Discussions around how to regulate kratom have spilled into the European Union. Without a regulatory agency pushing for prohibition, the two sides appear to have met in the middle to establish a reasonable regulatory structure.
The Czech Republic became the latest group of lawmakers to take up the kratom question after concerns over access and sales methods. At first, it appeared it would be another attempt at a ban at the behest of the Health Ministry before opposition lawmakers stepped in and negotiated a path to keep kratom accessible for adult use in the Czech Republic.
As introduced, the proposed ordinance would create a new category of “psycho-modulating substances” and propose a ban on kratom and other products with similar profiles. Although bans are seen as heavy-handed in such discussions, one of the authors of the original bill made it clear.
“We want to make sure that CBD products and kratom are not accessible to children and adolescents under the age of 18 because they can have an unpredictable effect on them,” said Tom Philipp, and MP from the Christian Democratic Party.
Meeting in the Middle
Similar to discussions around purchasing kratom at gas stations in America, opponents of the plant were concerned that where and how kratom is sold made it more likely to wind up in the wrong hands. That’s what inspired Philipp and his colleagues to take a swing at limiting such products.
“It is now common to find these vending machines close to schools and in shopping malls,” he said, “where children can buy a substance that affects their psyche, concentration, brain and physical development for a relatively small amount of money.”
Instead, a back-and-forth within the government softened the position of the authors of the bill and the Health Ministry. Ironically enough, opposition arguments from the Czech Pirate Party led to the discussions that eventually landed on a regulated market with age restrictions on purchase.
In the end, the proposed draft law looks similar to the Kratom Consumer Protection Acts that have are now the law in 11 states in America. Rather than outright banning kratom, the compromise law would establish who can manufacture and distribute the plant and includes regulations for labels and dosage requirements.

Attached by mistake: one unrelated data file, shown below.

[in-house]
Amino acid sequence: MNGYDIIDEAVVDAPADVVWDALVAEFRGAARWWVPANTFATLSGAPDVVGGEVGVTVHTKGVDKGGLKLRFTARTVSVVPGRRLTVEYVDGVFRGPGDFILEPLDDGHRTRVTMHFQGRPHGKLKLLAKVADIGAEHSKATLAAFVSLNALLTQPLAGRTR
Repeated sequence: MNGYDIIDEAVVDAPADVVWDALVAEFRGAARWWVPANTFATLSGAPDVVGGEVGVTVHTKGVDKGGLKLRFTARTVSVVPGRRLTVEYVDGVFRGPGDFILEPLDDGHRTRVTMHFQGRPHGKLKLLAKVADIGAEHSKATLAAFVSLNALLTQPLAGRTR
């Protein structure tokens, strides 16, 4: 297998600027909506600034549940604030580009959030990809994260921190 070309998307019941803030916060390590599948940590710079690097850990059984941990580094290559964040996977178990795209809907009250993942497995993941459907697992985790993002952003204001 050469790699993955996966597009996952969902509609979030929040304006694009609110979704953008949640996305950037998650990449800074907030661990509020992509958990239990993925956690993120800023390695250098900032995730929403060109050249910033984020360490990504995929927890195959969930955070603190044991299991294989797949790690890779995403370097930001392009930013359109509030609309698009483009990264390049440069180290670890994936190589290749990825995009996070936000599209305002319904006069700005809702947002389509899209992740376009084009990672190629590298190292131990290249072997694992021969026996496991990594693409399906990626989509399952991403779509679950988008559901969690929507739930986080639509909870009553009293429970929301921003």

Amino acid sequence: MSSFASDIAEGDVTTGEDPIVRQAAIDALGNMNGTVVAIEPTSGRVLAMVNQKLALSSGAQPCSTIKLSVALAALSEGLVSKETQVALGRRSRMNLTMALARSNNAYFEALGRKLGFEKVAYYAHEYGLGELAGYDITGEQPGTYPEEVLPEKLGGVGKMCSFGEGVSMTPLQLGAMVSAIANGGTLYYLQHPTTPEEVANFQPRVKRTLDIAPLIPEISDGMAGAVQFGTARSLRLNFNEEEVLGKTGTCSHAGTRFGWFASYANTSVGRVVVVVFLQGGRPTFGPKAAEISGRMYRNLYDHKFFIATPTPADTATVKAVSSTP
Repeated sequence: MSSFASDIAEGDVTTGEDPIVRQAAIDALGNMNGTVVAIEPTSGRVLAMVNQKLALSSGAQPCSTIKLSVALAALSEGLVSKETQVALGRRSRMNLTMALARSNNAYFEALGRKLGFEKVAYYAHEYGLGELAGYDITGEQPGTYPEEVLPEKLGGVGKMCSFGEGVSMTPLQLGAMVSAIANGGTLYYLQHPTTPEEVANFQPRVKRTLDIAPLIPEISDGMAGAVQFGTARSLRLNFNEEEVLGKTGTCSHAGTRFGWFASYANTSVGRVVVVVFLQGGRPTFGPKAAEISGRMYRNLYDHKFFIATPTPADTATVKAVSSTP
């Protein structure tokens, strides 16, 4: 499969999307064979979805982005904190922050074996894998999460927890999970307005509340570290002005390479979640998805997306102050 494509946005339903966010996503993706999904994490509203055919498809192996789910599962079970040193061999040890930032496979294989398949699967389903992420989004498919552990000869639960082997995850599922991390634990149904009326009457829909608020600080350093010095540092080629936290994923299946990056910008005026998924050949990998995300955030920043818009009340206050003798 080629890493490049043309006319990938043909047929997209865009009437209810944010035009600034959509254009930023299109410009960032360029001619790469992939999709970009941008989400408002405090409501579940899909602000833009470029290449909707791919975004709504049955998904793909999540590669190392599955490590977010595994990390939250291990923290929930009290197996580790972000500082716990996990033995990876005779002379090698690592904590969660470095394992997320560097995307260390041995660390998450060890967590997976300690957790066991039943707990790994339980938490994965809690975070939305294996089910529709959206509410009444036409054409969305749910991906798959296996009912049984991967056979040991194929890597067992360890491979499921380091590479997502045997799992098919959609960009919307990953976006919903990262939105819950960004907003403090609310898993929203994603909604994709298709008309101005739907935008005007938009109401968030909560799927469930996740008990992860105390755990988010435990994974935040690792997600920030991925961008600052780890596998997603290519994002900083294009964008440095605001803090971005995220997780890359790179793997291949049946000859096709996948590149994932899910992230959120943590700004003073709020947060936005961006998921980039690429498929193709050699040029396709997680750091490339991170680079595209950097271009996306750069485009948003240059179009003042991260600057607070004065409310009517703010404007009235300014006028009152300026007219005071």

If a new product comes onto the market, it would need to be inspected and sorted into the proper category per this new law. It’s a comprehensive approach to regulate such substances for personal use while keeping kratom from younger users and limiting the type of products available on the market.
Changing International Tides
These discussions came as part of a wider trend of international authorities considering the future of kratom markets globally. Recently, a delegation from the American Kratom Association headed to Indonesia to discuss policies at the source and maintain access to an unadulterated commercial supply of kratom. That momentum also spilled into Malaysia and Thailand, which hosted a conference asking similar questions.
After years of being influenced by shaky policy from the United States and a lack of regulatory clarity, the meeting in Indonesia marked a significant step forward as governmental officials, local farmers and the infrastructure that supports them all came together to discuss policy, regulation and establishing a safe, legal market for kratom.
What’s interesting about the connection between the suppliers in Southeast Asia and kratom markets in the Western world is how bad actors and other influences have exposed the ‘real risk’ of kratom use. In a paper available in the National Library of Medicine, researchers noted the difference in approach, use and stigma between kratom users in Southeast Asia and in places like Europe and America.
In that paper, it said that deaths attributed to kratom had been reported in Europe and the United States but not in Southeast Asia. At the same time, those deaths were attributed to “poly-drug exposure.” What the paper concludes is that it is the influence of how kratom is sold in such markets that increases the risk of a dangerous outcome.
“Given the mostly unregulated market for Kratom products in Western countries, consumers may be exposed to adulterated or contaminated products, especially if purchased through websites or the darknet,” the paper said.
How THAT element of the kratom question played out in the Czech Republic will encourage advocates due to the reasoning behind the shift. The Christian Democrats thought at first that banning kratom would be best, mostly to control access to children.
Similar to the revelations contained in the research paper, the discussion eventually shifted to adulterants and the risk of a black market for kratom. After considering the potential of bad actors and the uncontrollable nature of illicit markets, even the opponents of kratom decided the best path forward was regulating a legal market for adult use.
“The Office of the Government will cooperate with other state authorities, to secure sanitation and regularly monitor the quality of these substances by laboratory methods. It will also ensure that the conditions of the law are not violated, in cooperation with the police.”
For more information on the state-by-state status of kratom, check out our Kratom Legality Map and keep an eye on our latest kratom news section to stay up-to-date with developments on the soon-to-be-introduced Federal Kratom Consumer Protection Act.